As someone whom you could say, “occasionally takes a trip into the TV world” (laugh), embracing the Fukuyama-style of servicing would mean, I’m thinking “The audience would probably want to listen to live sounds, wouldn’t they?” And the occasion for trying out this theory, is for me, the Daikanshasai concerts. But our experiment for the first day of the 1998 Daikanshasai was a big failure. In my opinion, I have almost never had a failed concert, and that was the day, everything turned out different from what we had in mind. What we gave out, was not what people wanted. We thought we would show clips and add in some comedy, we tried different things…….because I don’t want to remember what happened, I’ve almost forgotten it all. (laugh) In a nutshell, we changed everything the next day.
That 2-day Unplugged Acoustic style concert held in the Yokohama Arena……..started off on the wrong foot already (laugh). From the last row of the Yokohama Arena, I was supposed to walk slowly up to the stage…….but I just couldn’t get onto the stage anyhow! I got grabbed on (by fans on the way) and they wouldn’t let go. By the time I finally got on stage, my clothes were torn and tattered (laugh). And the performance thereafter was all different from what we had imagined.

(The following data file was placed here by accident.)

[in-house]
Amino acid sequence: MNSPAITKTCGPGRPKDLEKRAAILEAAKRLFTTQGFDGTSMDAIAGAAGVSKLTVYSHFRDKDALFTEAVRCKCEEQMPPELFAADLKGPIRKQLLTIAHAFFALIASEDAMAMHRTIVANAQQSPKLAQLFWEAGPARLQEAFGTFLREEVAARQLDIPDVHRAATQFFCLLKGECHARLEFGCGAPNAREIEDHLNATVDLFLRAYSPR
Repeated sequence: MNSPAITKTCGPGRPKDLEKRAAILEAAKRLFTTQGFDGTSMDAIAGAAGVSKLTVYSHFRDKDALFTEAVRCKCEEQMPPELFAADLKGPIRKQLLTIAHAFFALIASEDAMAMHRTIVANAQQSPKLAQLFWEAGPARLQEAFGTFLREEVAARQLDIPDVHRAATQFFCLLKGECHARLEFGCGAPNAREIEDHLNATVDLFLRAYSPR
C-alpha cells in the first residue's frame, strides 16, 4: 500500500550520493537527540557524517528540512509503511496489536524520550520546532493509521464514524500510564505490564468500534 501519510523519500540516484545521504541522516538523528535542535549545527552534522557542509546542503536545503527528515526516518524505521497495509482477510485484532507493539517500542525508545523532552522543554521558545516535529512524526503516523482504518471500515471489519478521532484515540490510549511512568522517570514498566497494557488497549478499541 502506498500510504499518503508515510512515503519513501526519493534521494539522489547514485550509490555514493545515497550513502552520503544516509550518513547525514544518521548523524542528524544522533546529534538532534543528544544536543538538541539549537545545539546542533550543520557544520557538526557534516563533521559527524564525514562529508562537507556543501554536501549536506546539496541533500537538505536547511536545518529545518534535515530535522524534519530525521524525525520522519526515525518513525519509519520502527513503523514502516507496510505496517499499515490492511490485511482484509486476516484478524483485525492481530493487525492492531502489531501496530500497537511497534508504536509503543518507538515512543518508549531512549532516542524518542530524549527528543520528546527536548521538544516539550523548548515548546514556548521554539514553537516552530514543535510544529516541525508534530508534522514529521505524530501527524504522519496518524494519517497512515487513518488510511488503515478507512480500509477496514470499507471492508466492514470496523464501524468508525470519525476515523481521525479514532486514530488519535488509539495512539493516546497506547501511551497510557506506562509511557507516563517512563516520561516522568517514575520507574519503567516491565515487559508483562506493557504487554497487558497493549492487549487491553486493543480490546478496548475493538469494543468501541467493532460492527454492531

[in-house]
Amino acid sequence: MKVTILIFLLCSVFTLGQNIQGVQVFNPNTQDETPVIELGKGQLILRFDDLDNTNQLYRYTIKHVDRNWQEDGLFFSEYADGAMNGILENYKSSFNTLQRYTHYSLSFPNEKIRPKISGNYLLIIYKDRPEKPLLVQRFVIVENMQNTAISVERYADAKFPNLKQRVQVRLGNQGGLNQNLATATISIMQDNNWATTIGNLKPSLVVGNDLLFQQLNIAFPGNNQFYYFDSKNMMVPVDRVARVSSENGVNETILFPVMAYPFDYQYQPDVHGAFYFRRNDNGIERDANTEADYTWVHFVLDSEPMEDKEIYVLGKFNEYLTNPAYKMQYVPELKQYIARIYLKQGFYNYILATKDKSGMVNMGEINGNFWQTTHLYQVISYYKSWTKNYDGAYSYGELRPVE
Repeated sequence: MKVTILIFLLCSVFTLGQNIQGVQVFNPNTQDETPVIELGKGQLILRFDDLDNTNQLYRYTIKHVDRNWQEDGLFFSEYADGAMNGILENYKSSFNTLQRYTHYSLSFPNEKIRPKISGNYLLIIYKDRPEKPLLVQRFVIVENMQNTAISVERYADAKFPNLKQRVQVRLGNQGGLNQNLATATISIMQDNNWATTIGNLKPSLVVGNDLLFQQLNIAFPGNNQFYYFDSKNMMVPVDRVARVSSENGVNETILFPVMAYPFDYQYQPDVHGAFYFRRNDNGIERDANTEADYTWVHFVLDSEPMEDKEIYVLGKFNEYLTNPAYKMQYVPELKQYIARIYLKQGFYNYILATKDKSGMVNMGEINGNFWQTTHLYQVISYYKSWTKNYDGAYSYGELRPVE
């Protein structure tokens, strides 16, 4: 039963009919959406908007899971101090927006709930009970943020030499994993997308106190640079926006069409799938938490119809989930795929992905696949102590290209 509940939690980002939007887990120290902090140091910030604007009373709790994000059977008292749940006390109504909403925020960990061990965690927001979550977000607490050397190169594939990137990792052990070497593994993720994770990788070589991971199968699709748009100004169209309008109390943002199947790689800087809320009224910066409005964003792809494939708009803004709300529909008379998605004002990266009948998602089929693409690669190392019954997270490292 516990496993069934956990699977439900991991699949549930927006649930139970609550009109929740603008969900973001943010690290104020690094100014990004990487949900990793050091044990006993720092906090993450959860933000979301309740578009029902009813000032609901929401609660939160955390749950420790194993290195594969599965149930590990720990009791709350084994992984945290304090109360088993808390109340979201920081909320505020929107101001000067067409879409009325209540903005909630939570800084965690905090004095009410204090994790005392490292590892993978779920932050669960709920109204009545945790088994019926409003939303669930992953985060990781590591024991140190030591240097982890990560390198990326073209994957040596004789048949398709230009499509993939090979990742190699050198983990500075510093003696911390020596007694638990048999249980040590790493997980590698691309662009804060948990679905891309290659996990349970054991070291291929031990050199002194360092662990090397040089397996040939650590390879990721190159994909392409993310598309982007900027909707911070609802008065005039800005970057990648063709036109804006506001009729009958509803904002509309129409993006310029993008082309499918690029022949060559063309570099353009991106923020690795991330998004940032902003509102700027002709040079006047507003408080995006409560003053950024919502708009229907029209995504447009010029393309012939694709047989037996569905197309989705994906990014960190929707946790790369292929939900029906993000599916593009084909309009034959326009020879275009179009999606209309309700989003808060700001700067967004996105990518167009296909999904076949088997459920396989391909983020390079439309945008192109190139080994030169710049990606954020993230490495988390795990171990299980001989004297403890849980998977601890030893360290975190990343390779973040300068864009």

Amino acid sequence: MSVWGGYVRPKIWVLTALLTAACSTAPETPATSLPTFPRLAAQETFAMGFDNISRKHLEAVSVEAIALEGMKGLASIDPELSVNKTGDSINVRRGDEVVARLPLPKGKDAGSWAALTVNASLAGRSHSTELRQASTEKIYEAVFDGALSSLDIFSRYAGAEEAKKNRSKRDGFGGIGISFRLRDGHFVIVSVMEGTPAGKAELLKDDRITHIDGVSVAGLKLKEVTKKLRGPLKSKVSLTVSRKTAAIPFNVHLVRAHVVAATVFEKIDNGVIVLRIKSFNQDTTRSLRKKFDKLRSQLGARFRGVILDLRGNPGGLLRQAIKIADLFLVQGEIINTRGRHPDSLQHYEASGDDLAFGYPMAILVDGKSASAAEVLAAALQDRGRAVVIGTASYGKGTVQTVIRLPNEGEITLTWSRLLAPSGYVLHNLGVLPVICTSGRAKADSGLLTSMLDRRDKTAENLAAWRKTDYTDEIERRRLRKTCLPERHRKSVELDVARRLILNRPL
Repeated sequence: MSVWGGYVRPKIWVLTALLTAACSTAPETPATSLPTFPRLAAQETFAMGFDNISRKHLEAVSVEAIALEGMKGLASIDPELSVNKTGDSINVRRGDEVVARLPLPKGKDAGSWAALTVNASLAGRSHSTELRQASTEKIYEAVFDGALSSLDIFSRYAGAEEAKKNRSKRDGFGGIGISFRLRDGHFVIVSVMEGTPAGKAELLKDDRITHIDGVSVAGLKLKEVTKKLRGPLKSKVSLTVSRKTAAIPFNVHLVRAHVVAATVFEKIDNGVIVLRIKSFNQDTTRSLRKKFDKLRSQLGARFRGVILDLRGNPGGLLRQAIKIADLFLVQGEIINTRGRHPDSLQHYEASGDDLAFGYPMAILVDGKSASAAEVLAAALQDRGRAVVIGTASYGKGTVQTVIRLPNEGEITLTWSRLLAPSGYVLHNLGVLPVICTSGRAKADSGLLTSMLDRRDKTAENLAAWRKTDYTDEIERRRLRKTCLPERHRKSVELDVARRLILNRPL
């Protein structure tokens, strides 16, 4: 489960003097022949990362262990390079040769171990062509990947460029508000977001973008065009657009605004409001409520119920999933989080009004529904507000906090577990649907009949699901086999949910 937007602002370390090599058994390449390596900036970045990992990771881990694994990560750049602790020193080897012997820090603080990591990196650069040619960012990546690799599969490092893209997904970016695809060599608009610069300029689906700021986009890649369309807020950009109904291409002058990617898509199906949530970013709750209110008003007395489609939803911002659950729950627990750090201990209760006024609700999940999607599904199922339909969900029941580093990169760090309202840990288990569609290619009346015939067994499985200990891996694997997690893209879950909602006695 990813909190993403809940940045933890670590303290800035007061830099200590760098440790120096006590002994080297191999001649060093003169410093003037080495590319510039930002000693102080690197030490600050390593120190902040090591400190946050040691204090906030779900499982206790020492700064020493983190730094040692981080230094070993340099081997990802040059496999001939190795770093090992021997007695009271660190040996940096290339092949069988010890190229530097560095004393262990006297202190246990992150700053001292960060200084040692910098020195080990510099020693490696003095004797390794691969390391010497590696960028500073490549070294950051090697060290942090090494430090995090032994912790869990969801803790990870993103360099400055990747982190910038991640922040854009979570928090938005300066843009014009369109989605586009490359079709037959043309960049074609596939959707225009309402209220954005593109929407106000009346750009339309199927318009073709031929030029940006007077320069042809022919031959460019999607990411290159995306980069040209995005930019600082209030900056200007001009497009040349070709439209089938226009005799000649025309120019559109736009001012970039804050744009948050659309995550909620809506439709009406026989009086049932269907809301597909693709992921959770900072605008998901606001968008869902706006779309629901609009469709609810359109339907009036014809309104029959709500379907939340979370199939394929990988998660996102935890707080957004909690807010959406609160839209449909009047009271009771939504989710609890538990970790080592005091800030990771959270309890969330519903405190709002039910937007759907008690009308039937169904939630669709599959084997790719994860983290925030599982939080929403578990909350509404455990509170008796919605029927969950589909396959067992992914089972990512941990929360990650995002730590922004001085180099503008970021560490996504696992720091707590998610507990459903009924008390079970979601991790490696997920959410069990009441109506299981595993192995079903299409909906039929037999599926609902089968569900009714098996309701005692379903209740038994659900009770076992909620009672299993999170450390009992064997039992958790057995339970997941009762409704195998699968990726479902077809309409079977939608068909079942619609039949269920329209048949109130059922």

In the organization of our concerts since then, because we put more and more thought into the planning, I think we were able to build up the mutual trust relationship that we have with our audience now.
■ It seems he doesn’t just do the things he wants to do, this we can feel from Fukuyama’s talk.
F: Well I guess there’re different types of artists, and I’m a bit against things like having to act good-looking all the time. If I had to stand there and play cool, I’d find it absurd and embarrassing. I’ve always been the type who feels shy and awkward very easily. Having said that, it’s not good to just let it be and not do anything.
I was thinking, I could make use of my shyness to create something. I could materialize it in some form. Because these are songs that I write myself, if I feel embarrassed when I sing them, I can use that feeling to build a bit more into the song. It’s not in me to feel complacent and self-intoxicated. So when I start thinking “Given the way I am, what can I do about it?” things naturally progressed to the present state.
That’s why if you don’t need me to talk in the concerts, I can stop talking anytime (laugh).
■ In his capacity as a radio DJ, I’m sure many people can hear how fluent Fukuyama-san is, from his broadcasts. But this is different (playing cool). In his innermost core, Fukuyama Masaharu is filled with “delicacy”. And the disparity between the false images and what is real (which he had mentioned at the beginning of the interview) had cut him up inside.
F: That happened during the years between 1993 and 1995. When I was starring in “Hitotsu Yana no Shita” (ひとつ屋根の下 Under the Same Roof), whatever I did in the concerts, the audience would scream “Kya~~~~”. That really embarrassed me at the time. I’d think……are they listening to my song? Yeah, now I actually miss those times. Sometimes I’d wish they’d stop listening and go “Kyaaa~~~” at me. (laugh)
But I couldn’t comprehend it at all in those days. I couldn’t see how that could be “something good” and I couldn’t respond nicely to the audience. Now, it’s fine by me whatever way the audience uses to enjoy the concert, so I wouldn’t get exceptionally nervous as a result.
~ Continue to Part 2 ~